How To Make Every Duty Station A Home: Fallon, NV Edition

Winter time in Nevada leaves the mountains picturesque amongst the dry ground
Winter time in Nevada leaves the mountains picturesque amongst the dry ground

I never knew how important it was to be able to make where you live, a place that you love until we joined the Navy.  The Navy was never on our radar either–neither my husband nor myself grew up with any form of military affiliation.  It was just a random day in college when a recruiter came into my husbands class and preached the life of a naval officer.  He came home that afternoon and threw the idea at me to ponder.  My husband had planned on going back to his home-town after college so I saw the Navy life as an opportunity to explore the states and hopefully the world.  In my ignorance I assumed that since we were joining the Navy we would always be stationed by the ocean (quite honestly the selling point for me) and who wouldn’t love being stationed by the ocean?  Boy was I wrong and quickly corrected when we landed Fallon, Nevada as our first duty station.  Fallon taught me how to fall in love with an undesirable duty station.

Fallon, Nevada

Pond in Fallon, Nevada is home to fish, frogs, and crawling critters

Our first duty station was Fallon, Nevada.  The running joke there is that it’s best to bring your family in at night.  Fallon is a former lakebed and its nickname is “The Oasis of Nevada”.  Unfortunately it doesn’t quite look like the “oasis” you or I would probably describe.  Fallon has very salty soil and not a lot of water so everything is very dry and brown.  As you drive in to Fallon you are greeted with about 30 miles of dried and salt-crusted land—barren of all vegetation.  It truly feels like you are being pranked somehow because it’s miles of nothing in every direction but somehow you just keep driving on an endless road.  We did not drive in at night and in fact I drove in without my husband (probably for the best).  I vividly remember thinking “what on Earth did we sign ourselves up for?”  I was nervous, frustrated, confused, and concerned how we were going to live there for two years.  We had a newborn and no family nearby to help us out and to top it all off we would be living smack dab in the middle of nowhere.  I remember my thoughts were bouncing off of all of the emotions but I remained silent as we drove in.  The assumption that service members in the Navy would always be near the ocean was quickly corrected.  Ignorance is not always bliss folks.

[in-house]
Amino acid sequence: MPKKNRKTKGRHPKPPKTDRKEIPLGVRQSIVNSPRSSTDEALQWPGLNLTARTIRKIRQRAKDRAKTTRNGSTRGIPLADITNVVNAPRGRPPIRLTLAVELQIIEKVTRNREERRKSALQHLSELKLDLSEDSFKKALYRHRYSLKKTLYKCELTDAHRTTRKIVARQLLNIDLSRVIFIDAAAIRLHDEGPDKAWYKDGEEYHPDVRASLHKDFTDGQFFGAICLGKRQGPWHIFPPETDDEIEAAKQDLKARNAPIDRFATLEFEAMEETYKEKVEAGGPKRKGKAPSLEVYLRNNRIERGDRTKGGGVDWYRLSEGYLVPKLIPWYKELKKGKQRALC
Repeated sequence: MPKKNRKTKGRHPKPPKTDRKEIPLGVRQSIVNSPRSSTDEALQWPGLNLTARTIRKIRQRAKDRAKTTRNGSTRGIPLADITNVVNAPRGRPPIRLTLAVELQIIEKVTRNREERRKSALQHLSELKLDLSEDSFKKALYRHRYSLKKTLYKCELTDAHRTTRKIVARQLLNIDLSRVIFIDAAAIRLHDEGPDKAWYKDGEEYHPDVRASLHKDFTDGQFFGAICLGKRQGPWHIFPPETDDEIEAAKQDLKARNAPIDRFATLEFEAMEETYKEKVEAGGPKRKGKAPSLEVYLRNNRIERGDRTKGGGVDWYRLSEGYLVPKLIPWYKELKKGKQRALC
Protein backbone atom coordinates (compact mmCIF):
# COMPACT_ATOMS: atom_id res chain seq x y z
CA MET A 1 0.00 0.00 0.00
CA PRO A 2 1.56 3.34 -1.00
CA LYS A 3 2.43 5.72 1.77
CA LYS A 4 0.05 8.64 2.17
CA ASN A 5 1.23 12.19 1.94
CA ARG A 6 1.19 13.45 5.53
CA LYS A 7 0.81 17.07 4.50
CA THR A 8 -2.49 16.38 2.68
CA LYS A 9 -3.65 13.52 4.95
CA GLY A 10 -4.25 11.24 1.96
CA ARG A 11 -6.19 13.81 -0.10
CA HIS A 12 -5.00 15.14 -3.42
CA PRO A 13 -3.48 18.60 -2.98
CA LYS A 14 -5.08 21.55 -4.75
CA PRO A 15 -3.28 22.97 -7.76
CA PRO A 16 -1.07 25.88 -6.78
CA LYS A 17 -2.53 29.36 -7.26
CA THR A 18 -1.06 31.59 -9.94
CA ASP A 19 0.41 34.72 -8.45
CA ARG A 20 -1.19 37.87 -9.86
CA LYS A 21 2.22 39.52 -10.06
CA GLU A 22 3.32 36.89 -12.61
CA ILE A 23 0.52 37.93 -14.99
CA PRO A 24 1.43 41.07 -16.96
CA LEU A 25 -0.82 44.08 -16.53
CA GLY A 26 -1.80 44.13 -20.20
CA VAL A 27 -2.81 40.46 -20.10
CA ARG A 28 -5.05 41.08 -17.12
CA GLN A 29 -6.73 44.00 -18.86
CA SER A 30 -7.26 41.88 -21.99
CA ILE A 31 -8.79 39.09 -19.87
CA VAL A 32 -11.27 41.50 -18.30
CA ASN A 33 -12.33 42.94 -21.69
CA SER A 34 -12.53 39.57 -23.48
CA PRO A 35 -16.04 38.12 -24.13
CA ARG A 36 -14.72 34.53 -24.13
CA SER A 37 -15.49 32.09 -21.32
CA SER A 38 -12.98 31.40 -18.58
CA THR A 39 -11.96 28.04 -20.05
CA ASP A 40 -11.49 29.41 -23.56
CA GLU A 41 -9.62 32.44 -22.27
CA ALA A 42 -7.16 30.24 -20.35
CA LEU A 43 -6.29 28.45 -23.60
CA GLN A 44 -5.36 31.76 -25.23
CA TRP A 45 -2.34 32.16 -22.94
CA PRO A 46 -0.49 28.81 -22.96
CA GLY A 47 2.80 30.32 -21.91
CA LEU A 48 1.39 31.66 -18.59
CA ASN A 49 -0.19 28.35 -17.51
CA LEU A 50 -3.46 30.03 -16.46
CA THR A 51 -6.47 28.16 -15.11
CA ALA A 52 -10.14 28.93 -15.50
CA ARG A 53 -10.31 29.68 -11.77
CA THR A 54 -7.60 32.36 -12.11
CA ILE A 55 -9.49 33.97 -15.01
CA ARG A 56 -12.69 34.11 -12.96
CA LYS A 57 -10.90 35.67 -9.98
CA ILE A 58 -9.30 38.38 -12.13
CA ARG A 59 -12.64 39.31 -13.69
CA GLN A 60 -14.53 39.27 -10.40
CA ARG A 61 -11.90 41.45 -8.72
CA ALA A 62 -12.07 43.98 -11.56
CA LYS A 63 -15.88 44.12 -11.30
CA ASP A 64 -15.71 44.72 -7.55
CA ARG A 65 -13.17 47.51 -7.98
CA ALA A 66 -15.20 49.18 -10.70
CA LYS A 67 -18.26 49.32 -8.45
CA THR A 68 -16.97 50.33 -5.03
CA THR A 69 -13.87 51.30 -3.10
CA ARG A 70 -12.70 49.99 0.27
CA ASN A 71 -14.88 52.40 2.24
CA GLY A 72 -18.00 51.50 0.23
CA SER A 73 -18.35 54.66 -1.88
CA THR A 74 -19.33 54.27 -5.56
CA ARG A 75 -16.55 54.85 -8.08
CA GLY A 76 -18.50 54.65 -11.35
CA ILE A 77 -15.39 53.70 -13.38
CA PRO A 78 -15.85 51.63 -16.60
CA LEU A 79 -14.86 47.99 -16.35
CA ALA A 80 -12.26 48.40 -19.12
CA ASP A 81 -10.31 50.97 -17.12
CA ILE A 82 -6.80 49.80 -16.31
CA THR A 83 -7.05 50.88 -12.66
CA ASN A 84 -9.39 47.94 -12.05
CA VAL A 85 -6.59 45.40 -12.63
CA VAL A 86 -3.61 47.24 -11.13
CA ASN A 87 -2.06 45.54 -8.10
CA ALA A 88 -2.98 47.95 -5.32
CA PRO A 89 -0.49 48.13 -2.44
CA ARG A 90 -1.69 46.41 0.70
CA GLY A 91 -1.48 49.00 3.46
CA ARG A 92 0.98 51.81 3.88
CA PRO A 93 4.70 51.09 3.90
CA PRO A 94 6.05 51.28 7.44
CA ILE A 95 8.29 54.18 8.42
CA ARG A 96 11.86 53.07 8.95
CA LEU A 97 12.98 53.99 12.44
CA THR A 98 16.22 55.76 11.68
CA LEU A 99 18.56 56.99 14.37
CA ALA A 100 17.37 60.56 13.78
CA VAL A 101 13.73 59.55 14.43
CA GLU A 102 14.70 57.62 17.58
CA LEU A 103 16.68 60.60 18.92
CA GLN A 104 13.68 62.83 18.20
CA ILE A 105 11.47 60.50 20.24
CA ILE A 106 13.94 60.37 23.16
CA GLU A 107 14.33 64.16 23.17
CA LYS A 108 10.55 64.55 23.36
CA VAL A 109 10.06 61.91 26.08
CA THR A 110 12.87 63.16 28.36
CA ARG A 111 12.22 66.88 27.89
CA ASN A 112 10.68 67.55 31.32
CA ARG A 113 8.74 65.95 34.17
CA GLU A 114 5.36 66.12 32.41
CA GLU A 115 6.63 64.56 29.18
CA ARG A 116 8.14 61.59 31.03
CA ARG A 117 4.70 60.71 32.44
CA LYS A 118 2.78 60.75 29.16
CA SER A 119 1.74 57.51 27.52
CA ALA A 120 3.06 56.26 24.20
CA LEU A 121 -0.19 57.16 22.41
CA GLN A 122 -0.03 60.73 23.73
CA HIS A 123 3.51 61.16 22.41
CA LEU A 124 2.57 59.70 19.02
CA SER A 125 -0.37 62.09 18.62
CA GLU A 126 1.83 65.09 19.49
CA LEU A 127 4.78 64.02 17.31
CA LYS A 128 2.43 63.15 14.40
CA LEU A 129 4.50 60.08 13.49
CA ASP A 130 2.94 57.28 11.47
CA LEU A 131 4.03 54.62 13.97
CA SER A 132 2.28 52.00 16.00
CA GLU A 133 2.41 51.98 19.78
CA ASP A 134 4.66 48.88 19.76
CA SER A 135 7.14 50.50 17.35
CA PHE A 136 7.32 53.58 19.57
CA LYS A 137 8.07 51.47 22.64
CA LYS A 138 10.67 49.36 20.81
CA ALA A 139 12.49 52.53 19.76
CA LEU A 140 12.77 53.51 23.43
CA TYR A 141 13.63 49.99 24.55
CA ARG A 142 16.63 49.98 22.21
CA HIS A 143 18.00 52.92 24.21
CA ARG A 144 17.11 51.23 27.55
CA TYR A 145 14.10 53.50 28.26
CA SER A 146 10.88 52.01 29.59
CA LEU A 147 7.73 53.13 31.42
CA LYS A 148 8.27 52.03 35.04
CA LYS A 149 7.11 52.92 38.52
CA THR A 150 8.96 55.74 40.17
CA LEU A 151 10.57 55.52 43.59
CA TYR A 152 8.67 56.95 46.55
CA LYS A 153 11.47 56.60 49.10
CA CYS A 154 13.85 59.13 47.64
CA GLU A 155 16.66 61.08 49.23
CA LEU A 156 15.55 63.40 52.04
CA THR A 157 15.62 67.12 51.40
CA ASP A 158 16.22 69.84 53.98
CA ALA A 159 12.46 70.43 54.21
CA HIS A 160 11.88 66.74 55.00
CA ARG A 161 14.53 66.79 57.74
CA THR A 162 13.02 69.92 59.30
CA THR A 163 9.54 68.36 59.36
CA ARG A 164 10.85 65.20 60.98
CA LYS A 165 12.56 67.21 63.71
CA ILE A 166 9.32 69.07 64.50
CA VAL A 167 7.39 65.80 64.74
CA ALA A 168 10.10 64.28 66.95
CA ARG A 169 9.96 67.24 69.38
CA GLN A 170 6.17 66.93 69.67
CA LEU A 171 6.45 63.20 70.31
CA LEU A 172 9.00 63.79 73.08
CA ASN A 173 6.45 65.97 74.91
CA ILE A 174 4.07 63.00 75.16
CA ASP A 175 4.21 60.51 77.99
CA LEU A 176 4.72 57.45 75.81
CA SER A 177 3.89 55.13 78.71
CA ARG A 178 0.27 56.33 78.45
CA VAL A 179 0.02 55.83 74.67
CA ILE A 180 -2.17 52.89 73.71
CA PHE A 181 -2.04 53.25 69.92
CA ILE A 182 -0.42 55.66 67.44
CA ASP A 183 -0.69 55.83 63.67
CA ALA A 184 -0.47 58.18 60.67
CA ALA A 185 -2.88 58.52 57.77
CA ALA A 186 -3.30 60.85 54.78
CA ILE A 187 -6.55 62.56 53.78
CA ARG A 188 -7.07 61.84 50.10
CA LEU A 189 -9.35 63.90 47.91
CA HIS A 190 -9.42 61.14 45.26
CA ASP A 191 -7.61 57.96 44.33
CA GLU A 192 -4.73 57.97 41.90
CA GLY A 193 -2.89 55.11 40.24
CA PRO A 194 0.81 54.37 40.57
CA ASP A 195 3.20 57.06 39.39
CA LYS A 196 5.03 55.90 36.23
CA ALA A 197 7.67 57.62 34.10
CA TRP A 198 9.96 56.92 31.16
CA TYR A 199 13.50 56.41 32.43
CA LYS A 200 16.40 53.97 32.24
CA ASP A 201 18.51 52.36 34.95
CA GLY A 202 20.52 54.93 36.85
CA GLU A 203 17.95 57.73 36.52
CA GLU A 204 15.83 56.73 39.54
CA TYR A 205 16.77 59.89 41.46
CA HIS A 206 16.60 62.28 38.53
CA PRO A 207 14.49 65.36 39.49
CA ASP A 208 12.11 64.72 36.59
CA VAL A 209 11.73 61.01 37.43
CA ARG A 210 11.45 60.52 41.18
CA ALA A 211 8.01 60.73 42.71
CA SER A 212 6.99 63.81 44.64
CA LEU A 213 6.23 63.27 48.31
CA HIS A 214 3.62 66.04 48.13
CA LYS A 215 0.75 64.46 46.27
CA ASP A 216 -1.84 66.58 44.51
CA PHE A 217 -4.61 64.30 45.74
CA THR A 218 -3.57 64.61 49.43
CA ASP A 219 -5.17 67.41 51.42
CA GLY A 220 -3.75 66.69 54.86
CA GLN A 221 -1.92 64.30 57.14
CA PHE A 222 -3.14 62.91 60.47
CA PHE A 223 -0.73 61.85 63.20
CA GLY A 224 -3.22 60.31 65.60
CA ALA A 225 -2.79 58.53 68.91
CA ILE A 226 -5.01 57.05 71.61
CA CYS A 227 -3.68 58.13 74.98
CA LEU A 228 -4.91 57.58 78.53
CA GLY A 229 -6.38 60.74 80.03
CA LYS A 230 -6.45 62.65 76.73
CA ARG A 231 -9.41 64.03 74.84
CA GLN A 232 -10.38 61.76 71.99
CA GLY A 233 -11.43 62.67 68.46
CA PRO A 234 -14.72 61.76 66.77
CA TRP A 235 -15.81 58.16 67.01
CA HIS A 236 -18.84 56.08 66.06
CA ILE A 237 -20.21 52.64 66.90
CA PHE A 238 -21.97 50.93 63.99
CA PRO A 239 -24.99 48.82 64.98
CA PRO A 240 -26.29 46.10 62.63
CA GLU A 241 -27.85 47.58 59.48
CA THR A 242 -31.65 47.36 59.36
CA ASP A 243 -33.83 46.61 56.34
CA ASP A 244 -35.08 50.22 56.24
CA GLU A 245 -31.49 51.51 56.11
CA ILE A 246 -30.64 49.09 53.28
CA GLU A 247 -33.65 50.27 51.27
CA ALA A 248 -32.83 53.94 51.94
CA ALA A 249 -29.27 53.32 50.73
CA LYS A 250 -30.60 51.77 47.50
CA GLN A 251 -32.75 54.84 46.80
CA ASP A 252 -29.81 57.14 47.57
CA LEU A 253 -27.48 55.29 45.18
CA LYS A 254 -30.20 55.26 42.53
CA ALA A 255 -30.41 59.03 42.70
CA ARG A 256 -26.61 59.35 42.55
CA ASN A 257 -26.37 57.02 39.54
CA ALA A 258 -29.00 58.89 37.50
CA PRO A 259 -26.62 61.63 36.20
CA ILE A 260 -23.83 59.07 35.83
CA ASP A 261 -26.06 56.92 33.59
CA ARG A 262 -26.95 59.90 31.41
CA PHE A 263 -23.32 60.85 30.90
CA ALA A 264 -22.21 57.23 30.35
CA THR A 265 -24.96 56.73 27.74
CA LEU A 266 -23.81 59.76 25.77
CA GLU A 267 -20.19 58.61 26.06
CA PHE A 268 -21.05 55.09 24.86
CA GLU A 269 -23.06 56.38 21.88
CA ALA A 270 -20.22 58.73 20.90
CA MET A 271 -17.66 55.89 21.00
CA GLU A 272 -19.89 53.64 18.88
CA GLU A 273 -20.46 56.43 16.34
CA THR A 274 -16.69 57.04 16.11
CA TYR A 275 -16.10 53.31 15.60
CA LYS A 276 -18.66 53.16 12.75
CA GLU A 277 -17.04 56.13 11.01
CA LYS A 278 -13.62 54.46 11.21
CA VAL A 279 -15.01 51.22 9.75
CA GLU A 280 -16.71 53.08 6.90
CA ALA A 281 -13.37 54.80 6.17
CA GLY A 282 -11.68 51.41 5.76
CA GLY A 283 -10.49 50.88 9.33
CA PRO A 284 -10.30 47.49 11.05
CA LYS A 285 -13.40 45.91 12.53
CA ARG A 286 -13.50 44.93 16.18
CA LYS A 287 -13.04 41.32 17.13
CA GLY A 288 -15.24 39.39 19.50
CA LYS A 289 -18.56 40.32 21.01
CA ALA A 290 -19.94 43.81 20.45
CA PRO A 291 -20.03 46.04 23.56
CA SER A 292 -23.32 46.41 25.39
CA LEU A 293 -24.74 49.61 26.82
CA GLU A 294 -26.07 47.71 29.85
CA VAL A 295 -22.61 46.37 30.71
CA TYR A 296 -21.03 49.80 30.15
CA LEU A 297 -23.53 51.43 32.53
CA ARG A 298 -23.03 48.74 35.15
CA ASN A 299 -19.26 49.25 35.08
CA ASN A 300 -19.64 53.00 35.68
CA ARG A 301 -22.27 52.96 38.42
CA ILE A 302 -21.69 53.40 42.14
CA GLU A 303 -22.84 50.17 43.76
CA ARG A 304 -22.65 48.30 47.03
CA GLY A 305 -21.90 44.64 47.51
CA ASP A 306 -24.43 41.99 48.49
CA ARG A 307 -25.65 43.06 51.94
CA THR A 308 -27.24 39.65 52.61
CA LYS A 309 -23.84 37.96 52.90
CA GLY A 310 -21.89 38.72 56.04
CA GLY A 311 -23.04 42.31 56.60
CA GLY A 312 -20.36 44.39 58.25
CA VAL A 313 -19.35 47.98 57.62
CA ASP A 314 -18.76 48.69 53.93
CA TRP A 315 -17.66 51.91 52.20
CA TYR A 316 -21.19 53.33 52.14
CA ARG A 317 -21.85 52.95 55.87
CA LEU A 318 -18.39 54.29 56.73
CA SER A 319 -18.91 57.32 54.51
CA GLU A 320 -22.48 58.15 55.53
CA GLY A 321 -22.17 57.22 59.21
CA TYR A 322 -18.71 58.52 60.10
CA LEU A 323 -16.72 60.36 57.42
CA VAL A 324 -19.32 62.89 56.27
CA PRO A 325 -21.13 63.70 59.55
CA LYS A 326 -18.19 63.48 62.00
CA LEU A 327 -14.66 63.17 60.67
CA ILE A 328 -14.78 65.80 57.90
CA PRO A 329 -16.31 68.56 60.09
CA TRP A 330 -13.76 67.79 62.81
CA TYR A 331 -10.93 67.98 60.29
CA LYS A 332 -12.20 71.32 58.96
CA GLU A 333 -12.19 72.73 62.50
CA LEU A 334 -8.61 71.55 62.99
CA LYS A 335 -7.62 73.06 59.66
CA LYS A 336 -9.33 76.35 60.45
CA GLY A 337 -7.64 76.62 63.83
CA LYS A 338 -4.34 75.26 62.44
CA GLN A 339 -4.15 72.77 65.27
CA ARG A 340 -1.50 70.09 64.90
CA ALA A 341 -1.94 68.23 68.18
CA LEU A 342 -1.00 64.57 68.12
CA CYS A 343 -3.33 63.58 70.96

Three months.  For three full months I stayed angry and bitter about being stationed in Fallon.  Then one day I had an epiphany and I chose to lift my eyes up and take a look around.  I was able to switch my thinking from “we HAVE to live here for two years” to “we GET to live here for two years”.  I wish I could remember what triggered me to stop moping around but that small detail has escaped me.  That switch though, has changed how I live my life and how I approach each duty station.  My goal is to now approach each station with the attitude of gratitude.

Seeing Fallon With New Eyes

Fallon, Nevada doesn’t have miles of beautiful ocean views, but it does have miles of open land that creates beautiful desert sunsets.  Fallon doesn’t have any celebrities residing in the city but it does have a community that escorts the high school football team out with all of the bells and whistles.  Fallon doesn’t have a lot of big-name stores and restaurants but it does have some amazing locally owned restaurants and coffee shops.  Fallon has about 3 stoplights within the town and the rest of the intersections are stop signs.  The town gathers throughout the year for community events and the general population truly appreciates the heavy presence of Naval servicemembers.  So no, its not some grand place to live, but the community is what makes it a home.  Once I put my bitterness to the side I began to meet some incredible residents and I started to truly appreciate and fall in love with Fallon.

SO—What is There To Do In and Around Fallon?

Fallon is a great duty station for those who enjoy the outdoors.  There are sand dunes, hiking trails, old mining towns to explore, Lake Tahoe is about 2 hours away, and plenty of history to uncover in neighboring areas.  Our family really enjoyed visiting Lake Tahoe and Virginia City for fun weekend getaways.  In Fallon there are community events all year including:  4th of July celebration, Cantaloupe Festival, Christmas tree lighting ceremony, etc.  Reno is also just over an hour away and it offers everything from baseball games, concerts, casinos, shopping malls, and big city festivals/amenities.